Marina Pinsky’s works examine the contours of our saturated visual culture and suggest perspectival plots within historical events as platforms for imagination. Transposing hypotheticals into spatial and temporal planes conceptually expanded, the relationship between object and image in her work materializes as an individual experience, where interpretation evades linearity using free association to concur how an image can speak.
Pinsky’s work present layered narratives where each subject she takes becomes a research project, departing from an observational method her practice operates on how historical and ideological notions can permeate formal qualities in the process of image making.
Pinsky draws inspiration from culturally entrenched imagery she encounters, each subject she chooses merge between virtual and physical worlds transposing it to other means.
In Base of a column at Parallel /// Oaxaca, Pinsky presents a new body of works where an image of an indefinable and a-temporal architectural space is translated from photography to an abstract image. Transposing a fragment of a ruin to a textile construction, the different textures and layers juxtaposed as a recently unified image combine a strong spatial ambiguity of depth and protrusion. From a visit to the columned courtyard at the house of the aztec Knights Eagle at Templo Mayor, Mexico City, the impossibility of a linear narrative is assessed from a fragmented column transformed to an abstraction. The repetitive pattern amplified by the color variation of an embroidered image paradoxes the material interpretation and archaeological mise-en-abyme to reject the expectations of narrative cohesion based on understanding from the material.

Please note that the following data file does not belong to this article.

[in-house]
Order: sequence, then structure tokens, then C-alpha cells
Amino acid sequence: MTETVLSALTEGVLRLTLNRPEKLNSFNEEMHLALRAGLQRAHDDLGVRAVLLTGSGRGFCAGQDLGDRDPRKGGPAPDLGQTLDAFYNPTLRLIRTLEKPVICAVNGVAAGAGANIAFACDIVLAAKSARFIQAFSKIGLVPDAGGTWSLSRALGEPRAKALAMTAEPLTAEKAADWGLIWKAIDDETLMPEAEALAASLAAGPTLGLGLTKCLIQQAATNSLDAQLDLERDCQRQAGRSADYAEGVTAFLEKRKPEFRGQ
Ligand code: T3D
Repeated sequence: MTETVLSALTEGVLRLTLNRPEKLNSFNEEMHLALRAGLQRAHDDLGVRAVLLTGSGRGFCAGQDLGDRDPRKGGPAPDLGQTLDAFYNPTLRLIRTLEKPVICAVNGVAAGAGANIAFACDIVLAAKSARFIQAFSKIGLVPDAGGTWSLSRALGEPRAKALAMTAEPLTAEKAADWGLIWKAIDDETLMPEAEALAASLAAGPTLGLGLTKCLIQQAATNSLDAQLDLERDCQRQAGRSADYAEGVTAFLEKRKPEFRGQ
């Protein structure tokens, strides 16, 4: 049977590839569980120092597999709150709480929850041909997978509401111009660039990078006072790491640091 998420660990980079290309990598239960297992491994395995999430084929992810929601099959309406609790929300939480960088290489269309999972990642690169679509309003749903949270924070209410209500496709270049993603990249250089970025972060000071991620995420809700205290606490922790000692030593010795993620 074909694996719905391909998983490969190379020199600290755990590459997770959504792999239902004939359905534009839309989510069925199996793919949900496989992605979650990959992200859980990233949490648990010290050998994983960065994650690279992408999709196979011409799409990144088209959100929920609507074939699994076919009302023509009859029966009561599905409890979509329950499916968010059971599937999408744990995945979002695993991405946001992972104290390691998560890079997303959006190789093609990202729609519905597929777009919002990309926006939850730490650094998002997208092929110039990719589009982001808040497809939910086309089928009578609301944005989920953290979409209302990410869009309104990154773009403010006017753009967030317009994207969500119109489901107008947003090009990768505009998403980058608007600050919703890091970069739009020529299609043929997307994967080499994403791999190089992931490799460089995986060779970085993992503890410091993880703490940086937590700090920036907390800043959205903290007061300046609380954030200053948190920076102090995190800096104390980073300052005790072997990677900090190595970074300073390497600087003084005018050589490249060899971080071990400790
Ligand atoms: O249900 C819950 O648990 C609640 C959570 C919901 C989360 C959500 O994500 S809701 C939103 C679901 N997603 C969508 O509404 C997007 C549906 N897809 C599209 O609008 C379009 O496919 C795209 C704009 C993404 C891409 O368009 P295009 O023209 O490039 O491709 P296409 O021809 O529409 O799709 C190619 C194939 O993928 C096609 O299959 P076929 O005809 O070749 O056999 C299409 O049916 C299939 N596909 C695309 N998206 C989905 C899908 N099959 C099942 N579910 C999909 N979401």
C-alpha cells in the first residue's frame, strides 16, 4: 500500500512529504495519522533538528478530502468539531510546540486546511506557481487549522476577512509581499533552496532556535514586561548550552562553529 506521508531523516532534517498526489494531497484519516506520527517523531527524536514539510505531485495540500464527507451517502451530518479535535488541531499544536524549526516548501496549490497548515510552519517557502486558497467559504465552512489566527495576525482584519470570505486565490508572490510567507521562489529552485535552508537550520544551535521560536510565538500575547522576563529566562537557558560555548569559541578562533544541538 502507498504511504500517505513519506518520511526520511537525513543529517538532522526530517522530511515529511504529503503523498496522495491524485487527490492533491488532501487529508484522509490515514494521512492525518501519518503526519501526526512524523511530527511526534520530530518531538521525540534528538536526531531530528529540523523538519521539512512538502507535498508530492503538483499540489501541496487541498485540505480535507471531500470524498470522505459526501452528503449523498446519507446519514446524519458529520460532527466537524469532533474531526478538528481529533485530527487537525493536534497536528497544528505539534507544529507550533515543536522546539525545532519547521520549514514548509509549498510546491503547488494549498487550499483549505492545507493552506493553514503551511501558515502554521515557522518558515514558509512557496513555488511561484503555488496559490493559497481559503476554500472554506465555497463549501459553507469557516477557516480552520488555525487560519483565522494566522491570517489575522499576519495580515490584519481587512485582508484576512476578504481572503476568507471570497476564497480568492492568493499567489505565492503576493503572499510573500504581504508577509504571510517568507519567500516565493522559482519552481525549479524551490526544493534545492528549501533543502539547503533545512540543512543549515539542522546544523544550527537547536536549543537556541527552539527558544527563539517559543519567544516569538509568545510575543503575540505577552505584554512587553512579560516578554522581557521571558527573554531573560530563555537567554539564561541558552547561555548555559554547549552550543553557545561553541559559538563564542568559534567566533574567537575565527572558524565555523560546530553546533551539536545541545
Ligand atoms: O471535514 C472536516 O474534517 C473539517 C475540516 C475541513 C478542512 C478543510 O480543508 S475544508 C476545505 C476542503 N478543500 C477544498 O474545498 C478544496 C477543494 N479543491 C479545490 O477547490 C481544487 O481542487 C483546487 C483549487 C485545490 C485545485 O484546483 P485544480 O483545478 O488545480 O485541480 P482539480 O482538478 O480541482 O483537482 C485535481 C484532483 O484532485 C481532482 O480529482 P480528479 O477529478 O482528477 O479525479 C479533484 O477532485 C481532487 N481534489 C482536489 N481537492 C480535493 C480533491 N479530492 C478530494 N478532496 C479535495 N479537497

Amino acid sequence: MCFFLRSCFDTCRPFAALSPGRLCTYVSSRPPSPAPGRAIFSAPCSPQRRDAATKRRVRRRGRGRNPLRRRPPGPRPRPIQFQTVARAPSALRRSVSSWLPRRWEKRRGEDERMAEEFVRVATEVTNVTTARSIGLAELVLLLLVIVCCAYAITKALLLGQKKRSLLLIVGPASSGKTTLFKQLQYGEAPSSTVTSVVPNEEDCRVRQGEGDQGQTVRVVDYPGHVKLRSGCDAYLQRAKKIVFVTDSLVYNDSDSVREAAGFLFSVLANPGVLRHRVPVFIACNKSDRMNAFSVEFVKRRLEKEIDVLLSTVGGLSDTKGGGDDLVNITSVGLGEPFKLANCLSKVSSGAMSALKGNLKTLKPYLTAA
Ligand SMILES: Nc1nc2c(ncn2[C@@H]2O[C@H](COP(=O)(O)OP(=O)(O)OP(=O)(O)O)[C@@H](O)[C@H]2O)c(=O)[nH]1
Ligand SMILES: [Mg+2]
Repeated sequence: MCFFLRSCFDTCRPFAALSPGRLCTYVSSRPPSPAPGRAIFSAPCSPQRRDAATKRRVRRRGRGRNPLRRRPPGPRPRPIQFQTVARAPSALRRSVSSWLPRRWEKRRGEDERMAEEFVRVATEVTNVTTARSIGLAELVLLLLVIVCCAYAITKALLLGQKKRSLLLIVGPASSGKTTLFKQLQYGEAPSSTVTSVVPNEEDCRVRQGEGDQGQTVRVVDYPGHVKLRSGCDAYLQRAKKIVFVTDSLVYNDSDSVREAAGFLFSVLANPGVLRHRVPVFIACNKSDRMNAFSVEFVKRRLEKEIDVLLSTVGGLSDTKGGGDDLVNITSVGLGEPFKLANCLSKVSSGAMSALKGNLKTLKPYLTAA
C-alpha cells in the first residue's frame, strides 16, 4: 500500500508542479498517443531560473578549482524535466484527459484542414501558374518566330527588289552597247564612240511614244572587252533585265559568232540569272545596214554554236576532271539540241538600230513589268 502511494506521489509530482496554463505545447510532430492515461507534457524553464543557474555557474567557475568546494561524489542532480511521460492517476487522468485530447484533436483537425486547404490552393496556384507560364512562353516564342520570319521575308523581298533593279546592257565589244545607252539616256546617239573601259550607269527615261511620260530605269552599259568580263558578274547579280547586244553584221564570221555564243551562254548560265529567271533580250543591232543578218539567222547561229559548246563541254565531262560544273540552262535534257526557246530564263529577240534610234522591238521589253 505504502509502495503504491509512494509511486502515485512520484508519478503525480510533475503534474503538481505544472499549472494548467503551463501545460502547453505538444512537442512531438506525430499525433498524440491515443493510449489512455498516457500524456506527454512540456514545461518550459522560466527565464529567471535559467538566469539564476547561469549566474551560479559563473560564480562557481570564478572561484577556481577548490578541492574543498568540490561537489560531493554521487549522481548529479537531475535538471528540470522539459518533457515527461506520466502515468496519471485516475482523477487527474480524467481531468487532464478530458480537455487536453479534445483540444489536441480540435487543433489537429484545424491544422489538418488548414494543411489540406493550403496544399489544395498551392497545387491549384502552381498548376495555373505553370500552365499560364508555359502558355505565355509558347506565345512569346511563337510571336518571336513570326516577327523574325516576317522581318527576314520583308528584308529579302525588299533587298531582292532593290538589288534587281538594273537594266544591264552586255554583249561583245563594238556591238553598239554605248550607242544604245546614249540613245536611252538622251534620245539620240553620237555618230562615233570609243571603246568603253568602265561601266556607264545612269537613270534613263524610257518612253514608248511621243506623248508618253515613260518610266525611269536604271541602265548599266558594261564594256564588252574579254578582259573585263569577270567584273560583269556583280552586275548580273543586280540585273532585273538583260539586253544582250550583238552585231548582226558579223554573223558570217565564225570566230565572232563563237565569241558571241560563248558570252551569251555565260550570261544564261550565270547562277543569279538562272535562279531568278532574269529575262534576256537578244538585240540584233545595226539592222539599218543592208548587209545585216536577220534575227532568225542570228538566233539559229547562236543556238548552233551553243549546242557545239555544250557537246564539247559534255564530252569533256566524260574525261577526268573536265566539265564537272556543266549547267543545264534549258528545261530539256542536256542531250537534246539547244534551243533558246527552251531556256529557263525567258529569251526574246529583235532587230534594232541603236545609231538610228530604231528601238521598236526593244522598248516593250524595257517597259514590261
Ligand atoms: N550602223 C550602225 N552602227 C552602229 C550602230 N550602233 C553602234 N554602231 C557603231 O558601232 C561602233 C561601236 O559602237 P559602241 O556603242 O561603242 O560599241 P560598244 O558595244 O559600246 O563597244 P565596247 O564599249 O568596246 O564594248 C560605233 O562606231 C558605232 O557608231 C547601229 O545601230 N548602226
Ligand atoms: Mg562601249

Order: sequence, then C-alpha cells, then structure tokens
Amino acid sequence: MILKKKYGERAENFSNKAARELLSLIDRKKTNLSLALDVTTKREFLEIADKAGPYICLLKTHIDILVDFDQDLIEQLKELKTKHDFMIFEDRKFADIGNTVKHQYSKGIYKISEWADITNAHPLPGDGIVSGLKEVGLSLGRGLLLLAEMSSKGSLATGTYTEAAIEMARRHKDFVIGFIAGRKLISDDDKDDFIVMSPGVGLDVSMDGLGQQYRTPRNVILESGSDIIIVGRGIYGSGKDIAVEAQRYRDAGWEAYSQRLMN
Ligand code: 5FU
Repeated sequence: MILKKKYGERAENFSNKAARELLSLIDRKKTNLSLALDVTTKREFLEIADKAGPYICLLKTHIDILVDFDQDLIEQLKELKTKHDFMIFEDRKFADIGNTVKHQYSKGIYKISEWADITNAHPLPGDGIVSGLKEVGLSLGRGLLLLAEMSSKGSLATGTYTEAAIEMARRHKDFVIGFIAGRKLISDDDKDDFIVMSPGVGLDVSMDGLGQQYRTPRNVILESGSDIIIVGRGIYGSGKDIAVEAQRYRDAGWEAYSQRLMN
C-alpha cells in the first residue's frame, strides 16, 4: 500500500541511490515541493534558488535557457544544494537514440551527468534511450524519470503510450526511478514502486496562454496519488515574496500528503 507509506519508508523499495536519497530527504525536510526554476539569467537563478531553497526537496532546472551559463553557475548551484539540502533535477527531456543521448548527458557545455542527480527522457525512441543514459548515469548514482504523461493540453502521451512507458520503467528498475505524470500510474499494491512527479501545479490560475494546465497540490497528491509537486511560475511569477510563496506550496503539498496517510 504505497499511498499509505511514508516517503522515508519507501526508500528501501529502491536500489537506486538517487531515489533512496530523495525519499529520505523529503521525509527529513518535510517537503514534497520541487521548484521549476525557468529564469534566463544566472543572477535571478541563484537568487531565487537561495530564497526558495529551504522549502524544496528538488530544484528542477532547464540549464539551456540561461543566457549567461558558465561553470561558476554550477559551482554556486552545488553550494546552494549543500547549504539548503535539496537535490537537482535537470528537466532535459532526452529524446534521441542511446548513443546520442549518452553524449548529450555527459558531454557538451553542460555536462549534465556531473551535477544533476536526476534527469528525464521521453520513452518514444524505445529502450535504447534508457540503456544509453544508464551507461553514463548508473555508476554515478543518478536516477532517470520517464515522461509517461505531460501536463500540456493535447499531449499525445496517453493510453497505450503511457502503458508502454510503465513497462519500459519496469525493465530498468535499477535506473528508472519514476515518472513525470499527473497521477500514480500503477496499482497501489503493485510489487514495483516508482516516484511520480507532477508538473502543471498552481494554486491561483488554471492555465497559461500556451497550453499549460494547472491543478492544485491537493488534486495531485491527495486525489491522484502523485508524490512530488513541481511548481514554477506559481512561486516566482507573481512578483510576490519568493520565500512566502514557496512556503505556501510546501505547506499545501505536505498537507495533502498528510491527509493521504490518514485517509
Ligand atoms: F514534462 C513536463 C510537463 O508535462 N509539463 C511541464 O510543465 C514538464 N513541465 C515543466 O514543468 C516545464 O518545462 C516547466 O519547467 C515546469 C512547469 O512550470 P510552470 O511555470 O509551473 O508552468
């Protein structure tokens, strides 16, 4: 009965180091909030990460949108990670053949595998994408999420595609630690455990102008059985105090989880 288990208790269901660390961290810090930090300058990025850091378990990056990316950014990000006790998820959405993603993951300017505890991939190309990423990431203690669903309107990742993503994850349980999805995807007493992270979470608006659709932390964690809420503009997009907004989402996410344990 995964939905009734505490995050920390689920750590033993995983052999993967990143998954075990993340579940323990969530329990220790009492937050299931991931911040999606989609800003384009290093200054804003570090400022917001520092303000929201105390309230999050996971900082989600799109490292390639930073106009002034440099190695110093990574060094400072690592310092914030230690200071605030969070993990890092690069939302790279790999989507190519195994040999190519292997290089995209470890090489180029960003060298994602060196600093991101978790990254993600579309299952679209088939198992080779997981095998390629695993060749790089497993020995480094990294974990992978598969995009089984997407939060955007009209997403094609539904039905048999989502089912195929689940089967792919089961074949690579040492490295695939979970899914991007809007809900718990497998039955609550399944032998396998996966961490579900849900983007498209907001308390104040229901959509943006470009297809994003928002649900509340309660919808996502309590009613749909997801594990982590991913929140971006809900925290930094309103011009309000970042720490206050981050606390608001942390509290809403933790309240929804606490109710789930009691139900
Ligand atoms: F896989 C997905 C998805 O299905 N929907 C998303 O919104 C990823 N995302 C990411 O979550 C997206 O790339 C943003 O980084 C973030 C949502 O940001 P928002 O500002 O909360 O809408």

The second series presented at the exhibition are low temperature ceramics made by the artist in Atzompa, Oaxaca at the Coatlicue Martinez Alarzón workshop, it replicates the interest in vernacular architecture and the working method between the imagery and structure of historical scenarios, which hover between socio-historic and natural signifiers from the past and present.
Marina Pinsky (Moscow, 1986). She studied at the University of California, Los Angeles and the School of the Museum of Fine Arts, Boston. The artist currently lives and works in Brussels and Berlin. Her recent exhibitions include shows at 303 Gallery, NYC; De Vleeshal, Middelburg, Netherlands; C-L-E-A-R-I-N-G, Brussels; WIELS Contemporary Art Centre, Brussels; Kunsthalle Basel, Switzerland; Kunstverein, Düsseldorf; The Museum of Modern Art, New York; 13th Biennale de Lyon; and the Hammer Museum, Los Angeles. The artist is represented by C-L-E-A-R-I-N-G, Brussels/ NYC and 303 Gallery NYC.